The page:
Magazine article The Spectator

There Is One Thing Abour War Which Clausewitz Did Not Think, but Which Bush Must

Magazine article The Spectator

There Is One Thing Abour War Which Clausewitz Did Not Think, but Which Bush Must

Article excerpt

SHARED OPINION

A head of government's natural instinct, in a crisis like this, is to hold meetings of experts: generals, officials and so on. If he is wise, he will also consult experts who are no longer with us. In this case, the people who have been good at winning battles or at writing about how to win them.

People such as Bonaparte, for example; but if President Bush, the head of government whom I have in mind, consults him, he will find himself advised against too much consulting. `Do not hold a war council,' says one of the maximes put together some years after Bonaparte's death from his random sayings, `but ask the opinion of everybody individually.'

Bonaparte does not explain why he is against war councils. We can infer that he thinks that in a meeting the experts say what they think they should say, or say what they think is to their future advantage, rather than what they really think. If so, Napoleon's is good advice. Mr Bush must by now have presided over many councils of war since 11 September in which generals, cabinet members and advisers say things that are less or more moderate, or less or more `right-wing', than the speakers really are. They do so safe in the knowledge that theirs is not the final responsibility. Only Mr Bush has that. He is commander-in-chief. And as Bonaparte says, `In war, only the commander-in-chief understands the importance of certain things. ... A collective government has less simple ideas and takes longer to decide.'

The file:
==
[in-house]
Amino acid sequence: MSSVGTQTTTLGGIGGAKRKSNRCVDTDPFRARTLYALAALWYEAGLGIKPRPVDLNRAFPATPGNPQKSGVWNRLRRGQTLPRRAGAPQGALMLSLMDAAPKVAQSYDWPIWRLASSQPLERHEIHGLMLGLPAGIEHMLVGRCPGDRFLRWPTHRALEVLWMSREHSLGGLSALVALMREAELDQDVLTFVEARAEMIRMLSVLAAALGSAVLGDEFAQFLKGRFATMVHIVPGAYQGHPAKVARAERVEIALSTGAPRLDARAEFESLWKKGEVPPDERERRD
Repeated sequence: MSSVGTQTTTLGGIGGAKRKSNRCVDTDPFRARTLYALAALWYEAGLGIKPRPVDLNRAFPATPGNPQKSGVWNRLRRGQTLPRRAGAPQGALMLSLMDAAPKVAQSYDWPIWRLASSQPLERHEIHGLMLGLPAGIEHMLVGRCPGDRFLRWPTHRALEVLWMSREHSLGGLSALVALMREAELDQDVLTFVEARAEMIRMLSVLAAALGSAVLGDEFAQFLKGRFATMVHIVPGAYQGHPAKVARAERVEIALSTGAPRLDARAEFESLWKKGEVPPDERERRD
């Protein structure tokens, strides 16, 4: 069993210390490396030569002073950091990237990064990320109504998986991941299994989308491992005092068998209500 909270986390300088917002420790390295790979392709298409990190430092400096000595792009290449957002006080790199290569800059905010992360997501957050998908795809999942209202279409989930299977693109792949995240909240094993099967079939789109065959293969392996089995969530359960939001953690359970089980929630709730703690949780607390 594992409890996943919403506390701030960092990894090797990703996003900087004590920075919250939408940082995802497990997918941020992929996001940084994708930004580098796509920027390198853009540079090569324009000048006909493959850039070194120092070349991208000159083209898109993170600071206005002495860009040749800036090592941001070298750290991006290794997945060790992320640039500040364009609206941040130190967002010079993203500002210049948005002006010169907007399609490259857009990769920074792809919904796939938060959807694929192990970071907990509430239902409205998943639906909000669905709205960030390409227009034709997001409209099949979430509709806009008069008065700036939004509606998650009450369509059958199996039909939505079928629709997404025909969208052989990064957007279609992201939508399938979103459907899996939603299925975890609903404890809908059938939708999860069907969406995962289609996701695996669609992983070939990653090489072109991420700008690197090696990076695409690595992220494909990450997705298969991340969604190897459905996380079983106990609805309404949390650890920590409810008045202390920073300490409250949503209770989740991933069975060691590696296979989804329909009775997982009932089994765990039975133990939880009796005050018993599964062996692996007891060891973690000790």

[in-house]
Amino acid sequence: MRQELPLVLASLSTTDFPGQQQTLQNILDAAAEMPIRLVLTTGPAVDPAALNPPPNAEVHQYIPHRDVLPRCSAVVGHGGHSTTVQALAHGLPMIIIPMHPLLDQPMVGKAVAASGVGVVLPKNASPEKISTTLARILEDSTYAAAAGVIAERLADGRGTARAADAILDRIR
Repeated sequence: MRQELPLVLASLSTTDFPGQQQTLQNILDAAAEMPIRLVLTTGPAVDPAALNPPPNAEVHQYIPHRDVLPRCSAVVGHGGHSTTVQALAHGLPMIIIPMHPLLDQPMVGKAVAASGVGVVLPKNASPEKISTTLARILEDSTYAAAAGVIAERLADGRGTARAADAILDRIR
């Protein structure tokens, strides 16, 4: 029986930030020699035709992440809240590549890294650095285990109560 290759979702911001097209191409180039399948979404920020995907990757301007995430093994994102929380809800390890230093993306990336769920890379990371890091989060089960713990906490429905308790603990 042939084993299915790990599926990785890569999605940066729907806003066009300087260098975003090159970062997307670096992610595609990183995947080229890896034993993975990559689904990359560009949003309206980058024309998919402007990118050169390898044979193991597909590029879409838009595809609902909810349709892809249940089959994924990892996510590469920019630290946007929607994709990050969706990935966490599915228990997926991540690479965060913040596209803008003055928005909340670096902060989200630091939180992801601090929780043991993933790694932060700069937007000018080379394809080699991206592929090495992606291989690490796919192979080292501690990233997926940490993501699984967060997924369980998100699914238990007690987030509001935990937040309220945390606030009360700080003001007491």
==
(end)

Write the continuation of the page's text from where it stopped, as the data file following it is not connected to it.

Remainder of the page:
So poor Mr Bush would discover that here is an expert, Napoleon (as expert in the art of war as anyone in history), who is advising him to be wary about how he consults other experts. This is a measure of how difficult Mr Bush's situation is.

Another example: he cannot even know whether a war is what he is fighting. Is it, instead, an insurrection? If the Taleban made possible the attack on the twin towers, it is a war. Wars, except when they are civil wars, are between states, and the Taleban rules a state. If it is a war, Mr Bush should consult the experts, living and dead, on wars.

But we do not know for sure whether it is. Such evidence as we have shows that the conspiracy that led to 11 September was planned as much within the United States as without. It was perpetrated by people who had a legal right to be in the United States. We strongly suspect that they were helped and financed from without: Afghanistan, almost certainly;

Iraq perhaps. But we cannot be sure that aid from a nation state was essential to the outrage. We can envisage it having happened without such aid. Al-Qa'eda is not a nation state. It is a force, or a conspiracy, which crosses national boundaries. In any case, militant Islam, like Bolshevism in the Soviet Union's earliest years and in the conspiratorial years leading up to 1917, does not believe in national boundaries. It aspires to a kingdom of all the world. We can imagine the United States, either alone or by arming and aiding the Northern Alliance, overthrowing the Taleban, killing bin Laden, perhaps going on to overthrow Saddam's regime, only for there soon to be another Islamic terrorist outrage on United States soil.

Let us assume that it is a war. How would the experts of old advise Mr Bush? Only one of Bonaparte's maximes seems especially relevant: `In mountain warfare the attacker is disadvantaged; even in an offensive war, the art consists in not having anything but defensive fights and in forcing the enemy to attack. …

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